Men's Health

5 Non-Fad Diets For Men That Actually Work

The more effective diets are ones busy parents can actually stick to.

There are plenty of fad diet plans out there, but for dads who don’t want to eat fistfuls of ham in the name of Keto or go on a yo-yo dieting roller coaster, there’s got to be a better way. Fortunately, dietitians and trainers agree that there are plenty of legitimate options for men who want to lose weight, eat healthier, and live longer for the sake of their families.

But you’re busy. We get it. So we collected the best evidence-based diets for dads, right here.

The Mediterranean Diet

The Mediterranean diet has been around longer than any fad diet. It incorporates many whole, unprocessed foods rich in healthy fats and has been found to lower men’s risk of cardiovascular disease and mortality. Plus, it was ranked as the best diet overall by U.S. News and World Report. It works so well because it’s packed with macronutrients like protein, fats, and carbohydrates. And many of these foods come in the form of fairly accessible and affordable grocery store staples like grains, fruits, vegetables, fish, and a little red meat and red wine from time to time, so it’s easy to stick to—whether you’re in Santorini or Cincinnati.

The DASH Diet

Dietary Approaches to Stop Hypertension or DASH diet includes low sodium foods that are rich in potassium, magnesium, and calcium, all of which help to lower men’s blood pressure. The diet was ranked the second best by U.S. News and World Report and includes many of the same fruits, vegetables, grains, and lean proteins that are found in the Mediterranean diet. The main difference is that DASH is designed to limit salt intake specifically, capping it at around 2,300 mg, or one teaspoon of salt, per day.

“As Americans, our average intake is 3,400 mg,” says registered dietician Heather Shasa. “Focusing on shaking the salt habit…may help reduce blood pressure, increase good cholesterol, and decrease bad cholesterol.”

Low Sugar Diet

“Looking at how much sugar you are taking in will give you insight into why you may be gaining weight or feeling like you have low energy,” registered dietician Jeanette Kimszal told Fatherly. Diet foods often replace fat with added sugar or artificial sweeteners, which can mess with a man’s blood pressure and make it easier to put on weight. Kimszal recommends limiting sugar intake overall by moderating soft drink, beer, and sweets consumption, and replacing these foods with nutrient-rich, plant-based alternatives. “It is important to replace them so they are getting adequate calorie intake to have needed energy and not starve themselves.”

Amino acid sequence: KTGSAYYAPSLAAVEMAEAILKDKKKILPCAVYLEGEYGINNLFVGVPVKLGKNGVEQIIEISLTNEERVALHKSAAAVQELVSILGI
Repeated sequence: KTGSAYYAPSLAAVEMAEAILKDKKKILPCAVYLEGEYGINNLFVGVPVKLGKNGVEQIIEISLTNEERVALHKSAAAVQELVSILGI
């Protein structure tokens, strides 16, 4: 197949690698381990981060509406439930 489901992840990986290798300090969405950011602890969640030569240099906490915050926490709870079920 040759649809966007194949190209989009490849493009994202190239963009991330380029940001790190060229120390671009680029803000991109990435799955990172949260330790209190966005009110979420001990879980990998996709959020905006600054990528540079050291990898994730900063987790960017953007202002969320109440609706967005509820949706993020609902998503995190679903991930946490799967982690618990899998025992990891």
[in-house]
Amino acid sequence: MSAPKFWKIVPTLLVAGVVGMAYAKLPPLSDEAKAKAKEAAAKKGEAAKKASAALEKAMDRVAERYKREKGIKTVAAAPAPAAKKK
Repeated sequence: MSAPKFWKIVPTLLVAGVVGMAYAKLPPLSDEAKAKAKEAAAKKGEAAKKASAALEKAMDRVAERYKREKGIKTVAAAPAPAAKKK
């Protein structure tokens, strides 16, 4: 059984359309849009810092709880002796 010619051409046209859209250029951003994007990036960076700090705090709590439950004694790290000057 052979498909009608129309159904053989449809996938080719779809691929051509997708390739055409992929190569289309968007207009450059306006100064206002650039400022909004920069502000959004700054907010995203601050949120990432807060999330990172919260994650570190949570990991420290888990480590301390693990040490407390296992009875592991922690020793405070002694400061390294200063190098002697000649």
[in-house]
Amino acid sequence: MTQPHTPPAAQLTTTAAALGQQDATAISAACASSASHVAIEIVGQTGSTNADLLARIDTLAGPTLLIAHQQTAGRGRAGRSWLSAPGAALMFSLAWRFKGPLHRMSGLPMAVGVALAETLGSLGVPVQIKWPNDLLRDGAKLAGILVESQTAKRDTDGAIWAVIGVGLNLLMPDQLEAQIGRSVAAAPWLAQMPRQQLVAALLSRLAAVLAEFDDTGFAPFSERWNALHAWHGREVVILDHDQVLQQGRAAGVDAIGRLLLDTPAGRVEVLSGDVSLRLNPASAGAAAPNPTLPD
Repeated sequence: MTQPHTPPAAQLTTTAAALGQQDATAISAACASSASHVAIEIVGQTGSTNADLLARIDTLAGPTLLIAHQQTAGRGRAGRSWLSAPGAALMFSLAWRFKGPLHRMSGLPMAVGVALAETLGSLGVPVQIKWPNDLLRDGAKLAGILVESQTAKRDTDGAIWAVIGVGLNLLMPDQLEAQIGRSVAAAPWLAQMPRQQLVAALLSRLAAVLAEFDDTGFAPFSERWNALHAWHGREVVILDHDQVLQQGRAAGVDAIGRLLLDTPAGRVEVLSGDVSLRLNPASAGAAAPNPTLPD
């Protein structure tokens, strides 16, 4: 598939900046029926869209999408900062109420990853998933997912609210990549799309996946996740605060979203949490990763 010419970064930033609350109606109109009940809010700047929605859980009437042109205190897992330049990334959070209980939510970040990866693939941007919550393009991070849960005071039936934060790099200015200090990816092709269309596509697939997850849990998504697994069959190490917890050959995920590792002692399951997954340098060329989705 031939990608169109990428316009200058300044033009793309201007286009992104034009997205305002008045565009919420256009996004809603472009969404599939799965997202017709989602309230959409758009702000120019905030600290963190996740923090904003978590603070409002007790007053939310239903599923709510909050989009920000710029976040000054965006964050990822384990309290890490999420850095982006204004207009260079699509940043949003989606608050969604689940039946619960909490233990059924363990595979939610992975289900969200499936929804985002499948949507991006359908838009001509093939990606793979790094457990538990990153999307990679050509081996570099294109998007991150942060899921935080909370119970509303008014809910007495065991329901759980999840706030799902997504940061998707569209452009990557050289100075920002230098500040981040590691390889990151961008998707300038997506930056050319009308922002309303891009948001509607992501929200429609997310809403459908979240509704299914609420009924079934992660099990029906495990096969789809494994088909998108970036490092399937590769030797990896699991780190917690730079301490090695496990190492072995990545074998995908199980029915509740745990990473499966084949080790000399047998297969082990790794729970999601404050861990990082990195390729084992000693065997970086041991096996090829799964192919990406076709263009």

Intermittent Fasting

Intermittent fasting requires men to integrate periods of fasting into their regular routines, and parents forget to eat all the time. So it’s perfect. There are a number of ways to do this, but intermittent fasting usually involves not eating for 14 to 16 hours a day, regularly. If you can avoid getting hangry, it can be very effective. “Intermittent fasting is not a fad diet and is here to stay,” Priest told Fatherly. “If you properly train your body to eat this way it can be extremely effective in helping a person lose weight.”

Or Just Eat Smaller, More Balanced Meals, Often

Most fad diets are flashes in the pan by nature because they’re not really meant to be maintained in the long term. Dads who want to not just lose weight but stay healthy should consider complete lifestyle changes. And that’s all about portion control. Focusing on eating smaller portions can be a diet in itself, registered dietician Lisa Hugh acknowledges, as long as meals are balanced with complex carbohydrates, protein, fruits and vegetables. “I may have them start with simple portion control such as a balanced meal with six ounces of meat, chicken, fish, one to two cups of vegetables, and one to one-and-a-half cups of starchy foods.”

Priest agrees, adding that when dieting men tend to slow their metabolisms by depriving themselves of energy they need, they often overcorrect by gorging on calories. “Smaller more frequent meals can have a positive impact on a person’s metabolism and can also help tremendously with portion control,” he says. “If a man knows he will be eating every few hours it is much less tempting to overeat at any one meal.”